Polish artist Wilhelm Sasnal’s mysterious pallid canvasses have made him the young superstar of contemporary painting. Whether he’s making portraits with smudged out faces, gloomy landscapes, sharp geometries or thickly smeared abstractions, he’s
Polish artist Wilhelm Sasnal’s mysterious pallid canvasses have made him the young superstar of contemporary painting. Whether he’s making portraits with smudged out faces, gloomy landscapes, sharp geometries or thickly smeared abstractions, he’s consistently interrogated the pictures that surround us. There’re his Pop-infused early works that aped advertising imagery in the wake of the fall of communism. Or the famed Maus series, where he blew up the cross-hatched background scenery from Art Spiegelman’s Pulitzer Prize-winning holocaust comic, and transformed it into bold graphic paintings in harsh monochrome. And of course, the more recent works based on personal snapshots, images from old books, the Internet and newspaper stories alike. Sasnal’s quietly disturbing interpretations of familiar or humdrum subjects unleash slumbering histories and buried traumas – like the the industrial farming Polish pigsty that suggests a concentration camp gas chamber, to quote a recent example. AnOther caught up with him in the run-up to his major survey, opening this week at London’s Whitechapel Gallery.
You’ve said many times that music was really important to you when you first started painting. Music can really be part of the present moment like nothing else. Was that something you were interested in bringing to painting?
I think music really responds quickly, instantly for the needs of young people. I was younger then. I wanted to be part of the fans. It just worked. I didn’t wonder why. And there’s a strong link between artworks and music, like The Smiths’ graphic design and Bauhaus or using a still from a Warhol film.
Do you listen to music while you paint?
Yes, it’s still important, but I listen much more to classical music as well. There is a Polish radio station that I really like, it’s just like Radio 4.
Do you work on several canvases at once?
No, it’s always one painting. Sometimes I go back to it, if I don’t like it I recycle and paint over the old paintings. I’ve started putting canvasses together. I don’t have many paintings around me, usually just one.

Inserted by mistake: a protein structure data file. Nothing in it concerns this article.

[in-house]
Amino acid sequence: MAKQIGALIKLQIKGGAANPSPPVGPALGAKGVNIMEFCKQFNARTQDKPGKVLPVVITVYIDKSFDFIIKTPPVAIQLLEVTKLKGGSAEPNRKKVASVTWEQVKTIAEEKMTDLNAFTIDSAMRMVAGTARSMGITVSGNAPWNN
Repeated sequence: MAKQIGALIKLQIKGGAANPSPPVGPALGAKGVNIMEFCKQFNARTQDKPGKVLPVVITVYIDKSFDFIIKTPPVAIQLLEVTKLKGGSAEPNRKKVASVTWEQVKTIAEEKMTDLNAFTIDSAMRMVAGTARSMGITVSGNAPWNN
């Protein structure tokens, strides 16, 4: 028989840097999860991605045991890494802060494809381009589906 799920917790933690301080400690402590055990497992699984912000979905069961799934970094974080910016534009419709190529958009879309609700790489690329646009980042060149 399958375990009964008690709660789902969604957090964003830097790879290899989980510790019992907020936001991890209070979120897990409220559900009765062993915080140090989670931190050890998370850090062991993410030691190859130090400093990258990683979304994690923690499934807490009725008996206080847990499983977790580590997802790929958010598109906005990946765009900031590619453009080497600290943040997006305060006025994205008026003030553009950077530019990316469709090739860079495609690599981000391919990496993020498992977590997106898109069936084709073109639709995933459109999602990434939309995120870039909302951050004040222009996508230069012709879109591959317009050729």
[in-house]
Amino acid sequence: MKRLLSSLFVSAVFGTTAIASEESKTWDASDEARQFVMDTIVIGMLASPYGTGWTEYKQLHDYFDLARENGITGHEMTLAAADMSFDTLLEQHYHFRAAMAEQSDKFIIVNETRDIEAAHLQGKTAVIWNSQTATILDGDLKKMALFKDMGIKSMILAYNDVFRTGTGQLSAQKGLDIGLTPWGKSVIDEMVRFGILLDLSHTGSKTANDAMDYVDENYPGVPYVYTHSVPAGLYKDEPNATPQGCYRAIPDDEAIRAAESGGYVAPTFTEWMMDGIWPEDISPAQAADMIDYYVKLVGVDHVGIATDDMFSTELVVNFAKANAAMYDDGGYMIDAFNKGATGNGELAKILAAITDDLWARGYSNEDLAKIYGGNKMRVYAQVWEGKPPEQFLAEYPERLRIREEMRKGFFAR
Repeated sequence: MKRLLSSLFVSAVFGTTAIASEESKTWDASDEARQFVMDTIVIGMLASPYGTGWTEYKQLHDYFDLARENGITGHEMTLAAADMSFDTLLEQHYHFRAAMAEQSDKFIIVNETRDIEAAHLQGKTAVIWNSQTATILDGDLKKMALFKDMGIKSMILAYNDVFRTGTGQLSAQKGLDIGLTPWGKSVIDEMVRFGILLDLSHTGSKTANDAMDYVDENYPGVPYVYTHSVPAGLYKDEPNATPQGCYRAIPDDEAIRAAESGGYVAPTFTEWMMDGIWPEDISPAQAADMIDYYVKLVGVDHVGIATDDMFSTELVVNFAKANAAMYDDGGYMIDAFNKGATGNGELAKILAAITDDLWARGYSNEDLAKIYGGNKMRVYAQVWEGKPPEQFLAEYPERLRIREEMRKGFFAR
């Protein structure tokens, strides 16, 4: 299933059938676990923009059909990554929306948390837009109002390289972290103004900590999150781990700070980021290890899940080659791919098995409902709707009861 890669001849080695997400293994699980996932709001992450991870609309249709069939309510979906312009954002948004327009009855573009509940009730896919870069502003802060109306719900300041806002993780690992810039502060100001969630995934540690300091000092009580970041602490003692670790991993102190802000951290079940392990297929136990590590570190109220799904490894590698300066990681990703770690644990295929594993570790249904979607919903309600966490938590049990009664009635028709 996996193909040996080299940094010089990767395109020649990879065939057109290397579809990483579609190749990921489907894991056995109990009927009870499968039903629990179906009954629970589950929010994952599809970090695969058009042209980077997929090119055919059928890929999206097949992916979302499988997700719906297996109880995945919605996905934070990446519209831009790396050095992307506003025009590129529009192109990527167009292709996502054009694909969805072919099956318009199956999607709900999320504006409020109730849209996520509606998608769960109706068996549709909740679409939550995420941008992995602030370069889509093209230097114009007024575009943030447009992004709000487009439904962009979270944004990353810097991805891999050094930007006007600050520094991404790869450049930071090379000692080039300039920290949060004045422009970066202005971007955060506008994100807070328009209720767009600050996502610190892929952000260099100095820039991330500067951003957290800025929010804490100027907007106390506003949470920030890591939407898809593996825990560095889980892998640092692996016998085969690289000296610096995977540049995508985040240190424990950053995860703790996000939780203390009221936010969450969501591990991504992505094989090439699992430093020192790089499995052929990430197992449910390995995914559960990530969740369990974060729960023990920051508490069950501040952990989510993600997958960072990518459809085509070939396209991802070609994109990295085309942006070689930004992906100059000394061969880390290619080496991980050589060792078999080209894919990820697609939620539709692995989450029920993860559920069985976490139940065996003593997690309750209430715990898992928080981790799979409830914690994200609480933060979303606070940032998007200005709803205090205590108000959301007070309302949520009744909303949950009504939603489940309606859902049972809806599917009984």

The size of your work changes as much as style. Of the two most recent paintings in the show, for instance, Tsunami is more intimately scaled and Pigsty is huge.
In Tsunami, the drama of this girl, surrounded by debris, it’s more elegant at a smaller scale. The other way around, what I liked about Pigsty, is that it’s a stinky filthy unimportant subject painted on a big canvas. I remember, in my hometown, there were villages with pigstys and when the wind blew from the east, it really stank. I felt that subject should be that huge.
Of course that painting makes one think about the holocaust as well.
Your paintings often depict faces that have been smudged, blocked out or otherwise obscured, is that mystery you bring to them to do with restoring a freshness to how we see?
I realised, not with the painting, but when I was drawing comics, that whenever I tried to make up a character, it always looked like a caricature. So I left the face blank. I like that when don’t have particular features, you can imagine whatever you want. I like mystery, at least in terms of art. That’s why I don’t paint faces.
Have you seen Gerhard Richter’s Tate show?
I realise now where I’m from. Not just for me but for a whole generation of painters of my age, he’s like the Velvet Underground for musicians.
Who do you talk through all your ideas with?
My wife is definitely the one. From the very beginning. Actually I started painting not long before I met her. We somehow grew up together. She used to come to the studio and tell me what’s good, what’s wrong. And so she does still.
Is she an artist?
No, she studied literature. But we’ve started doing films together.. In the last couple of years we started getting into proper feature length films. We’re planning the next one now. She writes and we direct together.
OK, the obvious question. What do you think keeps people coming back to painting and why does it endure?
It’s a natural activity. It’s very primal. Drawing is very primal. I think images aren’t important because of the numbers that surround us. But painting has a chance. There is always painting, like there’s song. I don’t think it needs speculation as to whether it is alive or dead.
Wilhelm Sasnal, Whitechapel Gallery 14 October 2011 – 1 January 2012 www.whitechapelgallery.org. The exhibition is part of I, CULTURE, the international cultural programme celebrating Poland's presidency of the EU. For more information visit www.culture.pl
Text by Skye Sherwin